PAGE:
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An Individual Drug Counseling Approach to Treat Cocaine Addiction

Chapter 3 - Logistics of the Model

Frequency and Duration of Sessions

The optimal frequency for counseling sessions is twice a week, at least initially. More than twice a week may be a burden for the patient who is functioning well enough to be employed and have a family or other social supports. Less than twice a week can be too infrequent to create a strong sense of connection and support and provide the monitoring that is helpful for the person who is struggling with recovery. The necessary frequency depends largely on the amount of structure and support that already exist in the patient's life and how able the patient is to create structure and engage in healthy activities.

When the IDC model was developed for research, the counseling sessions took place twice a week from the first week through the twelfth week and then decreased to once a week from the thirteenth week through the twenty-fourth week of treatment. Following completion of the active treatment phase at 24 weeks, less frequent booster sessions were provided. Booster sessions usually help patients to retain the gains they have made longer. Even infrequent check-in sessions, perhaps once a month, tend to remind patients of the goal and help them feel supported and monitored.


1 - 12 13 - 24 25 - 36

Sessions per week

2 1 0.25

In the IDC model, each session should be approximately 45 minutes, unless the patient arrives late, thus causing the session to be curtailed. The counselor is responsible for scheduling sessions and for dealing with any missed appointments by promptly contacting the patient and rescheduling. If the patient cancels a session, the counselor should offer another appointment as soon as possible. The counselor should always be prompt and keep in mind that the counseling relationship is a professional one and that the patient deserves to be treated with respect.

Duration of Treatment

This model is intended to be time limited, with 36 sessions planned to occur over 6 months. It is difficult to determine what is the optimal amount of addiction counseling, or of any therapy for that matter, because so much depends upon the motivation and progress of the patient. Six months is a fairly generous time allotment, longer than some programs, however shorter than is probably standard in a private practice model of treatment. There is a benefit to offering a time-limited treatment as it can help the patient to structure his or her recovery knowing that there are only so many sessions. In time-limited therapy, the counselor should highlight the length of the treatment in the introductory sessions, and the patient and therapist should complete treatment plans and review goals with this time frame in mind. Also, when the patient nears the time of termination, the counselor should remind the patient of the limit. In the terminating process, the counselor and patient should establish plans or goals, so that the patient is left with a clear idea of where to go after treatment ends.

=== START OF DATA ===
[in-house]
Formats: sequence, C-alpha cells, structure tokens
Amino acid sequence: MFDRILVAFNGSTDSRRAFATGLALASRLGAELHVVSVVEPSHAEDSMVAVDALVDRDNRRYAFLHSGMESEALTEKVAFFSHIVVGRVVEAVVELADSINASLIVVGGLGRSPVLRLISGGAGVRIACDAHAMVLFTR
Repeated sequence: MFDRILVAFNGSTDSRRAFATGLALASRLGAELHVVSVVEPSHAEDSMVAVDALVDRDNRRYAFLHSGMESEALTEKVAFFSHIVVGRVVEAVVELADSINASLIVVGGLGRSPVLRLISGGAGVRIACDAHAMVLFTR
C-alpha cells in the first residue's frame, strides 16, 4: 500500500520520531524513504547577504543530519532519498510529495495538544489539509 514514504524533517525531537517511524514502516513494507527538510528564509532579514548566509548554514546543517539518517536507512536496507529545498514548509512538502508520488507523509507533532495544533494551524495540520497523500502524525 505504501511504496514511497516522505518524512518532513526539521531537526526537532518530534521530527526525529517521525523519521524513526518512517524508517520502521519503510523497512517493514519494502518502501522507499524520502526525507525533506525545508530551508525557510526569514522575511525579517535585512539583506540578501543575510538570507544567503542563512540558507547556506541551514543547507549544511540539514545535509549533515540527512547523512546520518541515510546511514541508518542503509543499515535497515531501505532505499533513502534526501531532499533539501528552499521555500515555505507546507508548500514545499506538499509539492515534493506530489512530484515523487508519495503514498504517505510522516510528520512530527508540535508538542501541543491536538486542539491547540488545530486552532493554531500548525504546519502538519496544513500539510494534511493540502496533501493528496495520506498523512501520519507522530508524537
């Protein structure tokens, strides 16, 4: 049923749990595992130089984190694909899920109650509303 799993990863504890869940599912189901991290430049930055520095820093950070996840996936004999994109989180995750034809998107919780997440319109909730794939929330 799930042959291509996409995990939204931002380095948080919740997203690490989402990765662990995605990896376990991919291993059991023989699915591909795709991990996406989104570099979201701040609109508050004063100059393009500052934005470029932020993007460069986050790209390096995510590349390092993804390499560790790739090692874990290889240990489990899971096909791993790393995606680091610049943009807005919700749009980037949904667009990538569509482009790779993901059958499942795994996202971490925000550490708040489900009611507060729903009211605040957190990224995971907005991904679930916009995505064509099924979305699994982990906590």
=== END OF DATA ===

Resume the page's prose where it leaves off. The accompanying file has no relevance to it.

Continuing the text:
Target Population

IDC has been developed for adult male and female outpatient cocaine addicts. Individuals can be abusing or addicted to other drugs in addition to cocaine, with the exception of opiates if methadone maintenance is to be used. Similar counseling would be appropriate for methadone-maintained, cocaine-addicted patients, with modifications recognizing the issue of being in drug maintenance therapy. Also, while this particular approach specifically addresses cocaine addiction in describing postacute withdrawal symptoms and so forth, all of the general themes (everything excluding specific information about cocaine) are appropriate for use in treating other drug addictions as well.

Some individuals need more than IDC or other addiction-focused treatment. For example, dually diagnosed individuals with significant psychopathology often require more attention to their psychopathology than this approach provides. However, the approach can be used in combination with pharmacotherapy for other psychiatric problems or sometimes is employed as part of a package in which a counselor focuses on the addiction and another clinician, usually a psychologist or psychiatrist provides psychotherapy and/or pharmacotherapy to address other psychiatric problems.


This model was developed for use as part of an outpatient addiction treatment program and could be used easily in a private practice setting. It also could be adapted for use in an inpatient program or intensive day treatment program. To do so would involve retaining the structure and content of the sessions but modifying their frequency and the overall length of the treatment. IDC is planned to span 6 months and offer 36 sessions during the active treatment phase and then provide once-a-month followup sessions for 3 months. Usually inpatient and intensive day treatments are briefer, but there is opportunity for counseling to be provided more frequently.


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Therapy Manuals for Drug Abuse:
Manual 3




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